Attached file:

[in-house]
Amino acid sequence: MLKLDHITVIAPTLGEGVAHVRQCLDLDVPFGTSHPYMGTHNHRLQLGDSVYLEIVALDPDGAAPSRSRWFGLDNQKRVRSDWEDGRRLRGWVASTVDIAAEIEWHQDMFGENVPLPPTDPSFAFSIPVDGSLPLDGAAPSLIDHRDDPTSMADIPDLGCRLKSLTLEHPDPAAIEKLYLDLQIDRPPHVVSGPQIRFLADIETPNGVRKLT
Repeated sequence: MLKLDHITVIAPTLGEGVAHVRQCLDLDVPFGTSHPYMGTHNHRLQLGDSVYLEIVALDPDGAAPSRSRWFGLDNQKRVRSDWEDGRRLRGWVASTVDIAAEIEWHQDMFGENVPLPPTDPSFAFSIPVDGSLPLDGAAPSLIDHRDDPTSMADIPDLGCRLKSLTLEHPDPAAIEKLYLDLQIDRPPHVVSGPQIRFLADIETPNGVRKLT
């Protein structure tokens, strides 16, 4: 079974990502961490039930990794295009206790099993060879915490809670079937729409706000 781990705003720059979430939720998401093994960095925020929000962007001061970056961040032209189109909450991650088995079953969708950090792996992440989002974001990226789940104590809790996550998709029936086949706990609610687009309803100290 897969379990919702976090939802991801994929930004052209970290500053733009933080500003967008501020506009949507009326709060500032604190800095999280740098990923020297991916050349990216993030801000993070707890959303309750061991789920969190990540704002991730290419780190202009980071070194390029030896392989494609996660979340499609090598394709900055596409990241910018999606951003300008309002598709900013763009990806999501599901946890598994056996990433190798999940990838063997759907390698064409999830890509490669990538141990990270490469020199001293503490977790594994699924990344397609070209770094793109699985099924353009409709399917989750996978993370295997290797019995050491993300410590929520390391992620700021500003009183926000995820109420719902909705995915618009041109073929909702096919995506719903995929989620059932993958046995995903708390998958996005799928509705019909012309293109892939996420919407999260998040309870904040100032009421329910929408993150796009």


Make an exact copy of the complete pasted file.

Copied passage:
[in-house]
Amino acid sequence: MLKLDHITVIAPTLGEGVAHVRQCLDLDVPFGTSHPYMGTHNHRLQLGDSVYLEIVALDPDGAAPSRSRWFGLDNQKRVRSDWEDGRRLRGWVASTVDIAAEIEWHQDMFGENVPLPPTDPSFAFSIPVDGSLPLDGAAPSLIDHRDDPTSMADIPDLGCRLKSLTLEHPDPAAIEKLYLDLQIDRPPHVVSGPQIRFLADIETPNGVRKLT
Repeated sequence: MLKLDHITVIAPTLGEGVAHVRQCLDLDVPFGTSHPYMGTHNHRLQLGDSVYLEIVALDPDGAAPSRSRWFGLDNQKRVRSDWEDGRRLRGWVASTVDIAAEIEWHQDMFGENVPLPPTDPSFAFSIPVDGSLPLDGAAPSLIDHRDDPTSMADIPDLGCRLKSLTLEHPDPAAIEKLYLDLQIDRPPHVVSGPQIRFLADIETPNGVRKLT
């Protein structure tokens, strides 16, 4: 079974990502961490039930990794295009206790099993060879915490809670079937729409706000 781990705003720059979430939720998401093994960095925020929000962007001061970056961040032209189109909450991650088995079953969708950090792996992440989002974001990226789940104590809790996550998709029936086949706990609610687009309803100290 897969379990919702976090939802991801994929930004052209970290500053733009933080500003967008501020506009949507009326709060500032604190800095999280740098990923020297991916050349990216993030801000993070707890959303309750061991789920969190990540704002991730290419780190202009980071070194390029030896392989494609996660979340499609090598394709900055596409990241910018999606951003300008309002598709900013763009990806999501599901946890598994056996990433190798999940990838063997759907390698064409999830890509490669990538141990990270490469020199001293503490977790594994699924990344397609070209770094793109699985099924353009409709399917989750996978993370295997290797019995050491993300410590929520390391992620700021500003009183926000995820109420719902909705995915618009041109073929909702096919995506719903995929989620059932993958046995995903708390998958996005799928509705019909012309293109892939996420919407999260998040309870904040100032009421329910929408993150796009």